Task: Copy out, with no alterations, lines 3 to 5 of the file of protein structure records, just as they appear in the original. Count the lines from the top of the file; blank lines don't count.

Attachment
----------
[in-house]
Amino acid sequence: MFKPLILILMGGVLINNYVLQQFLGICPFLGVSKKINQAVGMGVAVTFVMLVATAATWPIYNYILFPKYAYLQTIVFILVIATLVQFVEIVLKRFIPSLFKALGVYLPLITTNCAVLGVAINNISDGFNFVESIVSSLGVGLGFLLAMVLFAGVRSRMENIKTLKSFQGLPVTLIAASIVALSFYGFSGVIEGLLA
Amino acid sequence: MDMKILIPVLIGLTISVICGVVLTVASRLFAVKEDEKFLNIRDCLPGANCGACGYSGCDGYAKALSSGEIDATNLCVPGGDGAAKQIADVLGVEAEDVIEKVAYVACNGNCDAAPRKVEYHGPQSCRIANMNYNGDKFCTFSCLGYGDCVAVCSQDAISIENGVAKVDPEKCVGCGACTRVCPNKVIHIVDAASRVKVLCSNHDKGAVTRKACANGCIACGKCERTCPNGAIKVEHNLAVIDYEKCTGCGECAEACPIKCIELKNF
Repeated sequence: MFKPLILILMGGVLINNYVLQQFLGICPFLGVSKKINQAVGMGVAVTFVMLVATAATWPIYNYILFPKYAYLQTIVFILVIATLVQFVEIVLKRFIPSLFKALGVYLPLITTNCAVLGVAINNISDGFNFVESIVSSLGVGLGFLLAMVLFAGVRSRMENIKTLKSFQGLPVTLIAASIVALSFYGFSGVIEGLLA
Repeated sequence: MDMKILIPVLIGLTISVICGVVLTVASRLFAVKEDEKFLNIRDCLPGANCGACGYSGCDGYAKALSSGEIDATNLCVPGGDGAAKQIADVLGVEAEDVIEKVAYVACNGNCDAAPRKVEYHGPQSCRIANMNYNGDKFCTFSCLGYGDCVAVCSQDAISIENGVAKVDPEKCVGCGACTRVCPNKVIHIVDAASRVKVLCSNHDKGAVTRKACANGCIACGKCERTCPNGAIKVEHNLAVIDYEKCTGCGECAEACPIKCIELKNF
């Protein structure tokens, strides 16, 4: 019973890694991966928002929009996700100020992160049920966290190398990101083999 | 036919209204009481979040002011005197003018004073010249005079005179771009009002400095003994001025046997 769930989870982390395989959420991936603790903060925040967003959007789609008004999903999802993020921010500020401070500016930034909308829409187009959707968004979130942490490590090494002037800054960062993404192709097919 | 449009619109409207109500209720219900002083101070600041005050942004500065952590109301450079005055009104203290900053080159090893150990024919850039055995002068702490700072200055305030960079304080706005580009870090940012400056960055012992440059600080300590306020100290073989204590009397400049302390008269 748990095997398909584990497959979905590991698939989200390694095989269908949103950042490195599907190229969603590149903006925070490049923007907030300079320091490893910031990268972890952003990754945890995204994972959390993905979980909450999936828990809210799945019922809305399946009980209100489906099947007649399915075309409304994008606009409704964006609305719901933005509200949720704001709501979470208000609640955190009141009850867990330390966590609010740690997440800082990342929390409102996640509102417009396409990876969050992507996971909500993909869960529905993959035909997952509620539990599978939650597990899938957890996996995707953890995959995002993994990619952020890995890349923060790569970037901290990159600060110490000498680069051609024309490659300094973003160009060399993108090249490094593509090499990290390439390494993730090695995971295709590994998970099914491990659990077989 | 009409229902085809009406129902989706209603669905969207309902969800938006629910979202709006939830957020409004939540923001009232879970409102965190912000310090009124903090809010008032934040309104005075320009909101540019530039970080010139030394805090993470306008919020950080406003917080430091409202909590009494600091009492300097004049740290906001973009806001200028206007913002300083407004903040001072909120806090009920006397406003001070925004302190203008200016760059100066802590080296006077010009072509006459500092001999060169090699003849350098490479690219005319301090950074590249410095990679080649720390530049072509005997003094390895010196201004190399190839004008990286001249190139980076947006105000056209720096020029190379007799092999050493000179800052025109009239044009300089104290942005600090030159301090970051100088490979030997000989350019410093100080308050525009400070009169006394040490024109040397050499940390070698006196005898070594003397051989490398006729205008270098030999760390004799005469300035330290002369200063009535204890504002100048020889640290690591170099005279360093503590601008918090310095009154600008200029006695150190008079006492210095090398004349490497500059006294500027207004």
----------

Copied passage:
Amino acid sequence: MDMKILIPVLIGLTISVICGVVLTVASRLFAVKEDEKFLNIRDCLPGANCGACGYSGCDGYAKALSSGEIDATNLCVPGGDGAAKQIADVLGVEAEDVIEKVAYVACNGNCDAAPRKVEYHGPQSCRIANMNYNGDKFCTFSCLGYGDCVAVCSQDAISIENGVAKVDPEKCVGCGACTRVCPNKVIHIVDAASRVKVLCSNHDKGAVTRKACANGCIACGKCERTCPNGAIKVEHNLAVIDYEKCTGCGECAEACPIKCIELKNF
Repeated sequence: MFKPLILILMGGVLINNYVLQQFLGICPFLGVSKKINQAVGMGVAVTFVMLVATAATWPIYNYILFPKYAYLQTIVFILVIATLVQFVEIVLKRFIPSLFKALGVYLPLITTNCAVLGVAINNISDGFNFVESIVSSLGVGLGFLLAMVLFAGVRSRMENIKTLKSFQGLPVTLIAASIVALSFYGFSGVIEGLLA
Repeated sequence: MDMKILIPVLIGLTISVICGVVLTVASRLFAVKEDEKFLNIRDCLPGANCGACGYSGCDGYAKALSSGEIDATNLCVPGGDGAAKQIADVLGVEAEDVIEKVAYVACNGNCDAAPRKVEYHGPQSCRIANMNYNGDKFCTFSCLGYGDCVAVCSQDAISIENGVAKVDPEKCVGCGACTRVCPNKVIHIVDAASRVKVLCSNHDKGAVTRKACANGCIACGKCERTCPNGAIKVEHNLAVIDYEKCTGCGECAEACPIKCIELKNF